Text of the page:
Author Topic: Knots and Sinew on Juniper  (Read 786 times)

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Offline Marin

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Knots and Sinew on Juniper
« on: January 03, 2023, 01:43:01 am »
Hey ya'll,
I was curious about this topic as I have gotten conflicting answers. I am roughing out a Utah juniper stave for an Ishi/Pit River style bow. I harvested the stuff two months ago myself. The wood seems fine, though there is a "character" spot near the center where it sort of swirls due to a knot that was on the side of the branch, but as I am sinew backing it I think it should be fine. My question was this however: there are a handful of rather sizeable knots in the stave itself. They are not massive but they certainly are not pin knots. When sinew backing, is there any special treatement one should give knots?
I would think no, and I have inspected enough old bows myself to see that many of them have some knots in them and it seems they were just often ignored, though almost all of them were yew and not juniper.
I did however see another post on this website that suggested you should leave more wood on the belly, something I do with self bows but I haven't seen with sinew backed bows
http://www.primitivearcher.com/smf/index.php?topic=30471.0

And still another seems to suggest that if not properly dealt with, a knot can be fatal to a sinew backed bow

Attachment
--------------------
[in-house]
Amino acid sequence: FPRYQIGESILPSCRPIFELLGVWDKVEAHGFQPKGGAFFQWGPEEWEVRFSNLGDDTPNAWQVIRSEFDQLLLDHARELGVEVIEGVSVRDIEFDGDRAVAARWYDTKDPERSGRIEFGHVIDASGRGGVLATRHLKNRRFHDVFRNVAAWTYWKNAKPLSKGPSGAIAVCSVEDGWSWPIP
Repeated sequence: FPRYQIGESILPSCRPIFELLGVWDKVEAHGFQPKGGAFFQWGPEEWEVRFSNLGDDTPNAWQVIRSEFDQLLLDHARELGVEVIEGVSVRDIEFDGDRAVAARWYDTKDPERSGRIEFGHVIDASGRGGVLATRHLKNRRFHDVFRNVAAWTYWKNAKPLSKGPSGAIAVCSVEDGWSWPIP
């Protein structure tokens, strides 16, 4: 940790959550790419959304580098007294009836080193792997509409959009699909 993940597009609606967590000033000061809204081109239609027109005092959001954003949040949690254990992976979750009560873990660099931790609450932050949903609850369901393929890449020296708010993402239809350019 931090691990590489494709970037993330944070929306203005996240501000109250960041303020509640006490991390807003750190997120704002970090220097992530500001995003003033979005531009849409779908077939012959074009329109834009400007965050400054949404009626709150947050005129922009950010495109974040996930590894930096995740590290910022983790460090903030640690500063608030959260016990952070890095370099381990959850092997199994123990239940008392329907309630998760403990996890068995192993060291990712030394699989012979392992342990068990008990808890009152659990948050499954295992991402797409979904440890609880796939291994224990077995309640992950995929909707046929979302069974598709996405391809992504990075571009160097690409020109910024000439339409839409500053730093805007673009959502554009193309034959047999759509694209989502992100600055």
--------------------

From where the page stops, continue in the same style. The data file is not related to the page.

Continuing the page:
http://www.primitivearcher.com/smf/index.php?topic=52307.0

Bascially, what do ya'll do with knots when sinew backign? I've attached a pic of the stave I had so far to help clear up what I was describing earlier and am now curious if I should even continue with thinning and then the more time consuming process of preparing sinew for this bow if it is a lost cause. I've backed two bows before but have had them fail eventually for differing reasons, the second being the wood wasn't very good quality to begin with so I just want to rule that out.
Thanks for the help!


Offline wizardgoat

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Re: Knots and Sinew on Juniper
« Reply #1 on: January 03, 2023, 01:19:20 pm »
To be honest I try and avoid staves with knots when I want to build a sinew backed bow, just because of the time and materials involved I want the bow to have the best chance of survival.
For juniper, and yew, Iíll flatten the back and shape it how I want for the sinew backing.
For juniper, probably better idea to leave the knots on the belly a
Bit proud. If the knots are in your handle area just leave that area a bit stiff as well

Offline Marin

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Re: Knots and Sinew on Juniper
« Reply #2 on: January 03, 2023, 01:56:25 pm »
Thanks,
I did flatten the back, although since this is an Ishi style bow, it's more of a rounded back. I did however even out the contours caused by the knots, because that's what I saw in the originals. Do you still think however these knots are too big to make this stave useable?